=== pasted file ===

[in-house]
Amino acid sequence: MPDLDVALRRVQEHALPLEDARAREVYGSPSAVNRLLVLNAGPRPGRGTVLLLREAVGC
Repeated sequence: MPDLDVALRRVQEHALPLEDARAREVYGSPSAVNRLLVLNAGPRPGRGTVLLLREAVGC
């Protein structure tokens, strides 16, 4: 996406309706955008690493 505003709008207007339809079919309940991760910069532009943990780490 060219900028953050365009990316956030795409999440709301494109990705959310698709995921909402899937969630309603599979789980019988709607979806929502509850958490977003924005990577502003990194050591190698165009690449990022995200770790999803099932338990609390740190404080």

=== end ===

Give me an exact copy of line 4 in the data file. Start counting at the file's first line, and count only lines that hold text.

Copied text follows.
């Protein structure tokens, strides 16, 4: 996406309706955008690493 505003709008207007339809079919309940991760910069532009943990780490 060219900028953050365009990316956030795409999440709301494109990705959310698709995921909402899937969630309603599979789980019988709607979806929502509850958490977003924005990577502003990194050591190698165009690449990022995200770790999803099932338990609390740190404080």